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suliman

Topdown arcade cargame - Walls etc

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Hi Im working on a topdown arcade racer game like supercars 2 http://pagesperso-orange.fr/dazeland/Super_Cars2-2.png I have driving up and running, and cars can hit other cars and small objects like rocks using collision circles and impulses to bounce away. This works fairly well, but how do i do barriers like walls, houses and large objects? Do i need to create numerous wall-objects that i check collision with or do i use some kind of colormap or something? I wanna use both city-maps where you race around blocks of houses and more open maps like deserts. Also, what would be the best way to make jumps (simplified like in supercars 2 if you know it.) Add "hight" somehow relative too speed to an objects position when it passes over a "jump"/ramp? This could maybe also be used to make overpasses? Im not looking for a realistic physics model (unless its veery easy to implement) rather somthing to solve this arcade game. I already got a system for friction and sliding when turning. Thanks a lot Erik

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Use an attribute layer. "0" = "clear", "1" = "obstacle", etc.

(You could probably combine direction data too, for the AI cars. Just use a simple "Go that way" number corresponding to a direction the AI should attempt to travel in.)


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???
Are you talking about a tiled-based world to restrict movement? I was asking about how to handle collision with rectangles (not necessarily axis aligned boxes like in a grid)

E

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Quote:
Original post by suliman
???
Are you talking about a tiled-based world to restrict movement? I was asking about how to handle collision with rectangles (not necessarily axis aligned boxes like in a grid)

E


Oops, sorry; yes. (I work mainly in 2D, so I tend to think in terms of sprites and tiles, not models.)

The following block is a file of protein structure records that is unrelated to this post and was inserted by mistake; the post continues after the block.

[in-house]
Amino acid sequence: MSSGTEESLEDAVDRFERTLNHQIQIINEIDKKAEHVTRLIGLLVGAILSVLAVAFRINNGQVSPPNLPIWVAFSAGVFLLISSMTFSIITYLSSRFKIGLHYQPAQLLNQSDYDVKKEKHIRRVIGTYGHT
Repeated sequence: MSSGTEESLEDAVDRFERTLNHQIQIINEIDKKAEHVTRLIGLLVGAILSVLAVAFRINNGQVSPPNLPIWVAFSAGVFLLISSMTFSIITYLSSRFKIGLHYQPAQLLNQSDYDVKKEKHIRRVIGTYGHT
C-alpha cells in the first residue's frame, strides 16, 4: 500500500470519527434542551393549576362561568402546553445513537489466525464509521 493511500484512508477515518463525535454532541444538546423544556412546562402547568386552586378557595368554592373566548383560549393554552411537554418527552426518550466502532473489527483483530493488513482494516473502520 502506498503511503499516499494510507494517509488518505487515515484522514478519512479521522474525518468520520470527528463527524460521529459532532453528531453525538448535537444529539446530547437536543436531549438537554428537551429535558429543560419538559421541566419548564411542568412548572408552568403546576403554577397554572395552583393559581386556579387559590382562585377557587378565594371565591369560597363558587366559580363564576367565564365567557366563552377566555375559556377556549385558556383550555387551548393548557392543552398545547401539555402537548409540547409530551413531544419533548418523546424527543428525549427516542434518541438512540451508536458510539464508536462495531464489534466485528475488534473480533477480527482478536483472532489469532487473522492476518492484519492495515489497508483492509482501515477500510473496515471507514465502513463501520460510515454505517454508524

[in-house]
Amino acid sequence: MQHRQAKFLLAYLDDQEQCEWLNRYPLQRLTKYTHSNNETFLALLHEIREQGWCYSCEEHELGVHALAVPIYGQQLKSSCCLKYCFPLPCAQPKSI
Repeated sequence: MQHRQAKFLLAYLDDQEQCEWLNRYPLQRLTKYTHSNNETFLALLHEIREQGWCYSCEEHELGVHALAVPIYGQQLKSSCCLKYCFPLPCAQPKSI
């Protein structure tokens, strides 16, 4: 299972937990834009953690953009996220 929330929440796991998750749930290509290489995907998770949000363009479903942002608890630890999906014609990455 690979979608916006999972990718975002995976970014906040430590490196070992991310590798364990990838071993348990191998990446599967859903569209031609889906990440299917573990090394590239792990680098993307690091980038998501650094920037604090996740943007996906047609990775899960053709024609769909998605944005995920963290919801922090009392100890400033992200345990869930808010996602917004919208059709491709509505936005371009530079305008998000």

However, you can apply a similar technique even using a fully 3D engine...

One trick is to tag obstacles with a flag you can check at runtime -- "if (isObstacle == true)" sort of thing. This is a popular technique as models often have some form of metadata attached.

Alternatively, you could overlay invisible objects for collisions and other attributes (such as AI flags). For example, you could plonk some invisible cubes along the sides of the road and check if you've collided with them. Other cubes could be used to trigger a 'jump' sequence, or the track's start or finishing line. This has some advantages in modelling: if you don't want to go to the effort of creating a full trackside fence model, you can use textures to fake most of it and use the collision boxes to take care of the collisions.

A final technique is to build a 'collision' model which is used solely for collision tests. This doesn't need to be especially detailed as you're not going to render the thing; it only needs just enough information for the collision tests to look right.

I'm sure there are other options, such as working with splines or bounding box data, but those three are the ones I've seen most often. The first and second are probably the easiest to code, while the third is probably more artist-friendly.

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